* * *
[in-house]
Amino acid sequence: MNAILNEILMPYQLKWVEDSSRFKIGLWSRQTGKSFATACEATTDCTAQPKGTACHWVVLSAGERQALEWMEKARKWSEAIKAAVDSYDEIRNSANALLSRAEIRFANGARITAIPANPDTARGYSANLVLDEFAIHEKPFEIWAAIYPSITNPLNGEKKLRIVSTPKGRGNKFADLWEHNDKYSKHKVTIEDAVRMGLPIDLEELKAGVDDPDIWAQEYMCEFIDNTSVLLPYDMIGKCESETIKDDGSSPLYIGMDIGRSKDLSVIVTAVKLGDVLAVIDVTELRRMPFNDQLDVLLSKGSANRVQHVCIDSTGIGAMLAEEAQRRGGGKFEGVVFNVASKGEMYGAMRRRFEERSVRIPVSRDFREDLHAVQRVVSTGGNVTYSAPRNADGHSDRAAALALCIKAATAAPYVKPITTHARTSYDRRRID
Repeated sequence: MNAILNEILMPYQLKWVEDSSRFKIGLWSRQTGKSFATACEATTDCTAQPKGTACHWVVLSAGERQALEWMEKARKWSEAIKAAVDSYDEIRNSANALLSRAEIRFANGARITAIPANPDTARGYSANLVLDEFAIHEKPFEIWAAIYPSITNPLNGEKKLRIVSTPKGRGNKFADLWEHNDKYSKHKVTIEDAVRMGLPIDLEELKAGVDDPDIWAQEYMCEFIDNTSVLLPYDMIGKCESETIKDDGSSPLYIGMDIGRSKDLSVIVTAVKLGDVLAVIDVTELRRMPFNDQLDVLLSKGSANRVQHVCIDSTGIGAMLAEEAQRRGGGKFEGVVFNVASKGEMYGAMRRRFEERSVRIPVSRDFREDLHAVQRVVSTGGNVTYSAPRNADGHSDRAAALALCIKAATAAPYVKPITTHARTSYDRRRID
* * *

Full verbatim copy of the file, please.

[in-house]
Amino acid sequence: MNAILNEILMPYQLKWVEDSSRFKIGLWSRQTGKSFATACEATTDCTAQPKGTACHWVVLSAGERQALEWMEKARKWSEAIKAAVDSYDEIRNSANALLSRAEIRFANGARITAIPANPDTARGYSANLVLDEFAIHEKPFEIWAAIYPSITNPLNGEKKLRIVSTPKGRGNKFADLWEHNDKYSKHKVTIEDAVRMGLPIDLEELKAGVDDPDIWAQEYMCEFIDNTSVLLPYDMIGKCESETIKDDGSSPLYIGMDIGRSKDLSVIVTAVKLGDVLAVIDVTELRRMPFNDQLDVLLSKGSANRVQHVCIDSTGIGAMLAEEAQRRGGGKFEGVVFNVASKGEMYGAMRRRFEERSVRIPVSRDFREDLHAVQRVVSTGGNVTYSAPRNADGHSDRAAALALCIKAATAAPYVKPITTHARTSYDRRRID
Repeated sequence: MNAILNEILMPYQLKWVEDSSRFKIGLWSRQTGKSFATACEATTDCTAQPKGTACHWVVLSAGERQALEWMEKARKWSEAIKAAVDSYDEIRNSANALLSRAEIRFANGARITAIPANPDTARGYSANLVLDEFAIHEKPFEIWAAIYPSITNPLNGEKKLRIVSTPKGRGNKFADLWEHNDKYSKHKVTIEDAVRMGLPIDLEELKAGVDDPDIWAQEYMCEFIDNTSVLLPYDMIGKCESETIKDDGSSPLYIGMDIGRSKDLSVIVTAVKLGDVLAVIDVTELRRMPFNDQLDVLLSKGSANRVQHVCIDSTGIGAMLAEEAQRRGGGKFEGVVFNVASKGEMYGAMRRRFEERSVRIPVSRDFREDLHAVQRVVSTGGNVTYSAPRNADGHSDRAAALALCIKAATAAPYVKPITTHARTSYDRRRID